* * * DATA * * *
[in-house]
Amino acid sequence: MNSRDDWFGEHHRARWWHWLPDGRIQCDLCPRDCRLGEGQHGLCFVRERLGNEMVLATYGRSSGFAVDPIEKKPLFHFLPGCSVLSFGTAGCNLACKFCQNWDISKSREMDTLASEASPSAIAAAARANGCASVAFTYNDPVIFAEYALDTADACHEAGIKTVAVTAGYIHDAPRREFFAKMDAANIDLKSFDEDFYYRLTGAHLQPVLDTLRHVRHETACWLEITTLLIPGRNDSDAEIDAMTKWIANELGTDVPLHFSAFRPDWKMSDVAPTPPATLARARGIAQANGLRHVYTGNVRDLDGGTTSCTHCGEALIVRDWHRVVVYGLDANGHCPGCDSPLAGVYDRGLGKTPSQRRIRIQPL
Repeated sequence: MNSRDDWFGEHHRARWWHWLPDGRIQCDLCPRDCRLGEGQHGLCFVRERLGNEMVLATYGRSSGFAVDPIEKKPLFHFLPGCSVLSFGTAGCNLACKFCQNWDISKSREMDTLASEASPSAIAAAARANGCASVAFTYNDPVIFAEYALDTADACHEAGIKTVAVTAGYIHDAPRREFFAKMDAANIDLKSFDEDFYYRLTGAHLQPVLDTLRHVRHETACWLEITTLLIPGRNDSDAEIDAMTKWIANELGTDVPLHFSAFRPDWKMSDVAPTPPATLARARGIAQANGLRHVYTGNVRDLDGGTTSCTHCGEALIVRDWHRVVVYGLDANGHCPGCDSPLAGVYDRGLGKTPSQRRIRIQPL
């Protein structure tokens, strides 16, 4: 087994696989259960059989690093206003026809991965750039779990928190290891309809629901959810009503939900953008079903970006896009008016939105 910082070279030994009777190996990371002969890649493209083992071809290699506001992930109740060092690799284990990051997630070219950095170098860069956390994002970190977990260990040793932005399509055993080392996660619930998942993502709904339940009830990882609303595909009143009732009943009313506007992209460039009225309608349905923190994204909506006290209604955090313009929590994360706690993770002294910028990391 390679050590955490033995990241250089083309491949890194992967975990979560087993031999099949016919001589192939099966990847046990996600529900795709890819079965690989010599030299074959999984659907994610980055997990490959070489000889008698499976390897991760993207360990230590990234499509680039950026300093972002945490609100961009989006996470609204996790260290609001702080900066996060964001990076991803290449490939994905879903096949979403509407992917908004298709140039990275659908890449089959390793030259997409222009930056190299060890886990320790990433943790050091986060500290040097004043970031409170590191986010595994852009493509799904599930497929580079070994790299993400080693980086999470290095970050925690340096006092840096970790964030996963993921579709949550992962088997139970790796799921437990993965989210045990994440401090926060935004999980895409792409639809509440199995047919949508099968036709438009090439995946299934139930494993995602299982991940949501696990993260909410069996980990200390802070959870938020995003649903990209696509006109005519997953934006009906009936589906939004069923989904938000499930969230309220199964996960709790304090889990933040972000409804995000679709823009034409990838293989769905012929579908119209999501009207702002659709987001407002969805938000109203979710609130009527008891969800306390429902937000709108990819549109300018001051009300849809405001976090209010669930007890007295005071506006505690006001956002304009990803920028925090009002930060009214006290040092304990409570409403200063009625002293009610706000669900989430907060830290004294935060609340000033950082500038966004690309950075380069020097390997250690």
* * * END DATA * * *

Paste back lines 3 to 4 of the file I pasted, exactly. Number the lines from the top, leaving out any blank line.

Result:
Repeated sequence: MNSRDDWFGEHHRARWWHWLPDGRIQCDLCPRDCRLGEGQHGLCFVRERLGNEMVLATYGRSSGFAVDPIEKKPLFHFLPGCSVLSFGTAGCNLACKFCQNWDISKSREMDTLASEASPSAIAAAARANGCASVAFTYNDPVIFAEYALDTADACHEAGIKTVAVTAGYIHDAPRREFFAKMDAANIDLKSFDEDFYYRLTGAHLQPVLDTLRHVRHETACWLEITTLLIPGRNDSDAEIDAMTKWIANELGTDVPLHFSAFRPDWKMSDVAPTPPATLARARGIAQANGLRHVYTGNVRDLDGGTTSCTHCGEALIVRDWHRVVVYGLDANGHCPGCDSPLAGVYDRGLGKTPSQRRIRIQPL
């Protein structure tokens, strides 16, 4: 087994696989259960059989690093206003026809991965750039779990928190290891309809629901959810009503939900953008079903970006896009008016939105 910082070279030994009777190996990371002969890649493209083992071809290699506001992930109740060092690799284990990051997630070219950095170098860069956390994002970190977990260990040793932005399509055993080392996660619930998942993502709904339940009830990882609303595909009143009732009943009313506007992209460039009225309608349905923190994204909506006290209604955090313009929590994360706690993770002294910028990391 390679050590955490033995990241250089083309491949890194992967975990979560087993031999099949016919001589192939099966990847046990996600529900795709890819079965690989010599030299074959999984659907994610980055997990490959070489000889008698499976390897991760993207360990230590990234499509680039950026300093972002945490609100961009989006996470609204996790260290609001702080900066996060964001990076991803290449490939994905879903096949979403509407992917908004298709140039990275659908890449089959390793030259997409222009930056190299060890886990320790990433943790050091986060500290040097004043970031409170590191986010595994852009493509799904599930497929580079070994790299993400080693980086999470290095970050925690340096006092840096970790964030996963993921579709949550992962088997139970790796799921437990993965989210045990994440401090926060935004999980895409792409639809509440199995047919949508099968036709438009090439995946299934139930494993995602299982991940949501696990993260909410069996980990200390802070959870938020995003649903990209696509006109005519997953934006009906009936589906939004069923989904938000499930969230309220199964996960709790304090889990933040972000409804995000679709823009034409990838293989769905012929579908119209999501009207702002659709987001407002969805938000109203979710609130009527008891969800306390429902937000709108990819549109300018001051009300849809405001976090209010669930007890007295005071506006505690006001956002304009990803920028925090009002930060009214006290040092304990409570409403200063009625002293009610706000669900989430907060830290004294935060609340000033950082500038966004690309950075380069020097390997250690």